“All of my friends with restaurants in the malls suffered tremendously because they literally could not work for two months because the malls were shut down,” he said.

Prior to the pandemic, Zankou Chicken did about 30% of its business with dine-in customers and 70% with to-go orders. It had only worked with one delivery service, Postmates (since acquired by Uber Eats) when it suddenly was faced with an existential threat to its business.

“We made deals with the delivery companies within a week because we didn’t want to just sit and fumble our thumbs,” Iskenderian said. “We were forced to work with all the delivery companies because delivery became very, very, prominent very, very fast. Not every restaurant did that. They didn’t want to change. And I think the ones that didn’t want to change are the ones that died.”

It was not long after pandemic-induced shutdowns ended that a new threat arose in the restaurant industry. A significant spike in food inflation forced a dilemma upon Zankou Chicken: raise prices or cut corners on ingredients. In the end, the choice was simple for a restaurant that has built its reputation on quality.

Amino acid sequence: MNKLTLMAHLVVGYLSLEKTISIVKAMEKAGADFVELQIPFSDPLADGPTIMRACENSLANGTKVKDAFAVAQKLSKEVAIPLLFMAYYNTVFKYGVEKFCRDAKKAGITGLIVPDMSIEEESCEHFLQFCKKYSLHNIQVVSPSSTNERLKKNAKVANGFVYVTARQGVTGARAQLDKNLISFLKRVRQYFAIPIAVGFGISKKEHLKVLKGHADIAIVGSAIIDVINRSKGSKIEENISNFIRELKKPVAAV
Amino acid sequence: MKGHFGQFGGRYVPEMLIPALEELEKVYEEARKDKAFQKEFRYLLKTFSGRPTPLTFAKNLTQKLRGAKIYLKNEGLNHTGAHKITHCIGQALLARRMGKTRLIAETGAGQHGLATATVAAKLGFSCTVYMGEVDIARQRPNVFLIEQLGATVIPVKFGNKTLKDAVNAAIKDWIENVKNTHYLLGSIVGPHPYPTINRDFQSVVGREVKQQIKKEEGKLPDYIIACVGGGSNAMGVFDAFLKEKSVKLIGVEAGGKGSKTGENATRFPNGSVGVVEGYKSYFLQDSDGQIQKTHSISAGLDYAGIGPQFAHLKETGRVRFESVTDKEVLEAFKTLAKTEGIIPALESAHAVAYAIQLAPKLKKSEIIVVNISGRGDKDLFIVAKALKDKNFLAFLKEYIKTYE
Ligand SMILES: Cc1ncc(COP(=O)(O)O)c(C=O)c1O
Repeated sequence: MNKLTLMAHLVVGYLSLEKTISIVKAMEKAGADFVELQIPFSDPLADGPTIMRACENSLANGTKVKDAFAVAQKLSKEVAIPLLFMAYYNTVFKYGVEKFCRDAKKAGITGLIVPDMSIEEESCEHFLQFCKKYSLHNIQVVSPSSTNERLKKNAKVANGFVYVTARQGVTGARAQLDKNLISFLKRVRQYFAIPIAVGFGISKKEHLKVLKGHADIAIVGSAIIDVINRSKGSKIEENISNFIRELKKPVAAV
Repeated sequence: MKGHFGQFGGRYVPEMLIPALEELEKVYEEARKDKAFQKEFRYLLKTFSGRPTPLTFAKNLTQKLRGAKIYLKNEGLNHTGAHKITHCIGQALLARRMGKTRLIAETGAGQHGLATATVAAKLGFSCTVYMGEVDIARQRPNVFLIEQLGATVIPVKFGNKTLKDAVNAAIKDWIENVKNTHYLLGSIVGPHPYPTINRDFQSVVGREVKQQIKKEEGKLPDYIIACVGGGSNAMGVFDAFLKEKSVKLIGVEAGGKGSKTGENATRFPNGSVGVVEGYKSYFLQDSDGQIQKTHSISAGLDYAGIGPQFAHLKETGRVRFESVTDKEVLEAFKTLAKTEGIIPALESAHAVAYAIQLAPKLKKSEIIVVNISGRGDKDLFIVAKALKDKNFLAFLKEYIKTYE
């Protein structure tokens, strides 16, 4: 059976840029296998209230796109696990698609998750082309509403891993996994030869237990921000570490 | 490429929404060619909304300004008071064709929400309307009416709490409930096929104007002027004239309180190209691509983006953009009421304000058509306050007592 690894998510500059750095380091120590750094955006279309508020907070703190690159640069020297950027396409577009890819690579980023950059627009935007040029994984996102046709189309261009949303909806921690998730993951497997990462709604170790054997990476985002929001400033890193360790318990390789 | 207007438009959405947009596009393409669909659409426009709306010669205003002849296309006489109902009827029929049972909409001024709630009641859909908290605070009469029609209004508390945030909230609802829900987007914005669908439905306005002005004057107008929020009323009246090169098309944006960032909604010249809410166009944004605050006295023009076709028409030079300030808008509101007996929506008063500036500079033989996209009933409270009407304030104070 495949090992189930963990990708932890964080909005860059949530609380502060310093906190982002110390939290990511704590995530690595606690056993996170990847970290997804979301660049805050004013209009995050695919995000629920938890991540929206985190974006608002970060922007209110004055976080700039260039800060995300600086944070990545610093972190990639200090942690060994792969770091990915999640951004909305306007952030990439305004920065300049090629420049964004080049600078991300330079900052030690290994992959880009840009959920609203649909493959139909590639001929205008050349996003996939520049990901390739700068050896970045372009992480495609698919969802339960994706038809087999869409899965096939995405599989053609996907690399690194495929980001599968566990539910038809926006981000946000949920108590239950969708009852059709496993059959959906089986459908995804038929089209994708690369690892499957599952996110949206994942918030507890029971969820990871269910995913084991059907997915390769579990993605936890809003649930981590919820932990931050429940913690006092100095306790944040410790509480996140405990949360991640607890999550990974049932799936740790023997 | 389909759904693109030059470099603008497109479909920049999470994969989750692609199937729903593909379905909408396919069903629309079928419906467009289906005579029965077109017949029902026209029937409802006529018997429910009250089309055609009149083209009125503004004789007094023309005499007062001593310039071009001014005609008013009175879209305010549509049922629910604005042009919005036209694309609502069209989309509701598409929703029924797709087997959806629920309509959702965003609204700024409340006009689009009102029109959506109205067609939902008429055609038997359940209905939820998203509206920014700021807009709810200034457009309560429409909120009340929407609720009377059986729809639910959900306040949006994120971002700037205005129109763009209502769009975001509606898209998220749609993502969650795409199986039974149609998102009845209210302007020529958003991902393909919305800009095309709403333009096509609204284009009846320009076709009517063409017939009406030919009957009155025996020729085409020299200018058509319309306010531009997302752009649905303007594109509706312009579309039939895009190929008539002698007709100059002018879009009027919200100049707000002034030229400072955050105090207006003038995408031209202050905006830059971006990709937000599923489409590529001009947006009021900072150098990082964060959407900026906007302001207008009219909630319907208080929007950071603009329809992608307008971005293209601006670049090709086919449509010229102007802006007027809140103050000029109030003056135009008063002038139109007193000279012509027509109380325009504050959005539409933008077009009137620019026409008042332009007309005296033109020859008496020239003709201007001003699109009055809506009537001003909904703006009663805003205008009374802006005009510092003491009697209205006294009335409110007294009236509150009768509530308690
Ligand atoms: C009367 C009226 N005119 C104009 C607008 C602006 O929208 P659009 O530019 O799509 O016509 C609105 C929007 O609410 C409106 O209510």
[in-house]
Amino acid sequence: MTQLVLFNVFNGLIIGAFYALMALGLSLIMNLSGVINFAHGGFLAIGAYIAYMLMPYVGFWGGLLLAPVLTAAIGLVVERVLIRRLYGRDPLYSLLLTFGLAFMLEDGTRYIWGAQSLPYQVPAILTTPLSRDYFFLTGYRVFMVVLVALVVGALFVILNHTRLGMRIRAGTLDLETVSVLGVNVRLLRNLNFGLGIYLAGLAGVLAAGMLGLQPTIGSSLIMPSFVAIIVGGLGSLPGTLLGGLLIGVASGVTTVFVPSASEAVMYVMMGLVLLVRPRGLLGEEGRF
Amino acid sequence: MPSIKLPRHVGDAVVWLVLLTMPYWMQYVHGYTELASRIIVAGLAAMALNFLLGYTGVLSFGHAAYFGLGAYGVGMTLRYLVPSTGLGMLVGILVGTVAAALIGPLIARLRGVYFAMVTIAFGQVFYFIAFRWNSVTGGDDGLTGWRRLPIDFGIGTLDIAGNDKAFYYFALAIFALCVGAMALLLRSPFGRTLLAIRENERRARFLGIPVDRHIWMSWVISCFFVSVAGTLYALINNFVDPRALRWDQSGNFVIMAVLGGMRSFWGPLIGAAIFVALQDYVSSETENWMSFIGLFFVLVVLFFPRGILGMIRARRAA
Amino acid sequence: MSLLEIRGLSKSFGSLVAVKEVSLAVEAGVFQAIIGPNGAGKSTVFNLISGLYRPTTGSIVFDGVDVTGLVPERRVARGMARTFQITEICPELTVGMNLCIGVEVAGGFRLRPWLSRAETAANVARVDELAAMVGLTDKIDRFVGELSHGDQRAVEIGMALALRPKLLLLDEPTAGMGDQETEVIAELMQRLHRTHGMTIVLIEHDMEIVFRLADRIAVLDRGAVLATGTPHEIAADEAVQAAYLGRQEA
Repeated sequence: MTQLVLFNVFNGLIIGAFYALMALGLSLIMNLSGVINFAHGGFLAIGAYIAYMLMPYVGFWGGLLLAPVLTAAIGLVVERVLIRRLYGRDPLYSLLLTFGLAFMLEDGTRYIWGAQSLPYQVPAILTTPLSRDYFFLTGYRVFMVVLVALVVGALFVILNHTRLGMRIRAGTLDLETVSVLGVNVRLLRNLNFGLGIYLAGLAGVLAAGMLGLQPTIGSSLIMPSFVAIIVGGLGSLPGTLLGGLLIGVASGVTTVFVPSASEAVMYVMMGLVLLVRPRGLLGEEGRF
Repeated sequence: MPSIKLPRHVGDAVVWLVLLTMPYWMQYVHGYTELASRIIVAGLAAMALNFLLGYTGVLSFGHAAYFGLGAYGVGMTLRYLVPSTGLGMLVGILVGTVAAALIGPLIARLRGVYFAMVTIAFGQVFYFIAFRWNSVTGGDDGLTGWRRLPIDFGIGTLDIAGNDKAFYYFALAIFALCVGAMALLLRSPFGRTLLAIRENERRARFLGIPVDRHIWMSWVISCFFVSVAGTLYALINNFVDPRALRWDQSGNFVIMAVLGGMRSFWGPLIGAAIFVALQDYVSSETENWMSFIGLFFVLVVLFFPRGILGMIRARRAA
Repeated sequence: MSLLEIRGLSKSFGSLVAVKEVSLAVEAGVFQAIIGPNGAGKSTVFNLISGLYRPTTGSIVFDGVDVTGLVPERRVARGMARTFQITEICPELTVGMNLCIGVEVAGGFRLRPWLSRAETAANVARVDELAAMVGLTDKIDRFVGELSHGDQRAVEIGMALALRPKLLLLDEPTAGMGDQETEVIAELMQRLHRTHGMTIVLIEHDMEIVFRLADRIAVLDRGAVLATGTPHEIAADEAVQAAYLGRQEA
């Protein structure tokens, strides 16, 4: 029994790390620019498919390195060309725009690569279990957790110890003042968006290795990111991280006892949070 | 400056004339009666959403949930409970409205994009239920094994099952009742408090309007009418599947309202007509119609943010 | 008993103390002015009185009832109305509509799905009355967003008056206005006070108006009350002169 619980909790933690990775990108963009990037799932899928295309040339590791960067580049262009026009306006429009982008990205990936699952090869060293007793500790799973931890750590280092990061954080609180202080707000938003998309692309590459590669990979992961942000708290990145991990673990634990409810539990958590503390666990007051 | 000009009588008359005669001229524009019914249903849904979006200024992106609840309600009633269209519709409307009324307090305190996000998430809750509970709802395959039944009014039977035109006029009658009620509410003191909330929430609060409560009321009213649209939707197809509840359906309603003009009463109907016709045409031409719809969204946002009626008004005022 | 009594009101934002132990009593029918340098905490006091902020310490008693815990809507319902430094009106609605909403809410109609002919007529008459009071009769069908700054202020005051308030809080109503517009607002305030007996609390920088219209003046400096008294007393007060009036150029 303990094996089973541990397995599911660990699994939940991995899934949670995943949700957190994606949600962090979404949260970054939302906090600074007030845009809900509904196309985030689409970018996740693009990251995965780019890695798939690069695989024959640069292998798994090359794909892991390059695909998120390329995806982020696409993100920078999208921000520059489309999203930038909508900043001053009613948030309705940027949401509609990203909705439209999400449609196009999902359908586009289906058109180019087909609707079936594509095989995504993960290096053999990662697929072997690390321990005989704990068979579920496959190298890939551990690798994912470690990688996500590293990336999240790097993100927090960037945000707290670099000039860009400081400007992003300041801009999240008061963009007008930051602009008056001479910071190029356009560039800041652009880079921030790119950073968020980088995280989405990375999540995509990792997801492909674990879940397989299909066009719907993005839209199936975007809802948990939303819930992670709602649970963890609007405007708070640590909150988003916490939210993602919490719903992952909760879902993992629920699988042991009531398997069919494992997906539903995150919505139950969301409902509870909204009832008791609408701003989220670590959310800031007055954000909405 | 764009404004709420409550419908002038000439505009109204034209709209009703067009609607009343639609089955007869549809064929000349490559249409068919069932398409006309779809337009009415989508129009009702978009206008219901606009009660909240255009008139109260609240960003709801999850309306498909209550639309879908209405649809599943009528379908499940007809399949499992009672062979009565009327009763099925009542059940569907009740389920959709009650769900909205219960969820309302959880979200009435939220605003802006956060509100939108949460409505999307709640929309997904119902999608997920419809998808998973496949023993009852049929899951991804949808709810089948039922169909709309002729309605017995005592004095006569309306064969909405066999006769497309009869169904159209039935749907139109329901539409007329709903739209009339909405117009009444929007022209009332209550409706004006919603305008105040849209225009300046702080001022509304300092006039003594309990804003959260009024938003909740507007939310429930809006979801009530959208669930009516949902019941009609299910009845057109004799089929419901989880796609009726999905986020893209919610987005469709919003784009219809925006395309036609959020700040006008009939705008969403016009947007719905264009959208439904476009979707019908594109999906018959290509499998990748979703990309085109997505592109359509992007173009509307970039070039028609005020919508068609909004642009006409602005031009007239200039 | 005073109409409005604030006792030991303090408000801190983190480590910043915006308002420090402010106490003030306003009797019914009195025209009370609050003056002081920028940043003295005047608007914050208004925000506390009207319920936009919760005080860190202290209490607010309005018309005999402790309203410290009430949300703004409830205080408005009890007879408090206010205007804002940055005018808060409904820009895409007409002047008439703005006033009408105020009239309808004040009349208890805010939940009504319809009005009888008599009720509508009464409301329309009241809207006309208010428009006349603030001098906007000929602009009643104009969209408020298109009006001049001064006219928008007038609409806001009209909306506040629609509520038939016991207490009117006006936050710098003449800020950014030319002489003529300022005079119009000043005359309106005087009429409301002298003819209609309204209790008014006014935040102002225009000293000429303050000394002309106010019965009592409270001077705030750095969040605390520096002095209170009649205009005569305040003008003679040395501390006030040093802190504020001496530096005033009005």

“We never want to go cheaper,” Iskenderian said. “We’re getting high quality meat from American farms and we never use anything frozen. Unfortunately, sometimes we raise the price a little bit. It’s something we have to do to maintain the high quality.”

With beef and chicken prices starting to abate, the decision not to shortchange customers with lesser ingredients appears all the wiser.

Zankou Chicken’s ability to adapt, survive and thrive when faced with recent industrywide challenges is good news for foodies in Southern California. The Iskenderian family’s recipe of fresh ingredients, healthy food, delicious flavor, reasonable prices and great service will continue to be served to one generation after another of families throughout the region.

Zankou Chicken

611 S. Seventh Street, Los Angeles


1415 E. Colorado Street, Glendale


1296 E. Colorado Boulevard, Pasadena


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Zankou Chicken611 S. Seventh Street, Los Angeles213-550-34551415 E. Colorado Street, Glendale818-244-22371296 E. Colorado Boulevard, Pasadena626-405-1502zankouchicken.comthis week's issue.DTLA Guide.Best of Downtown LA.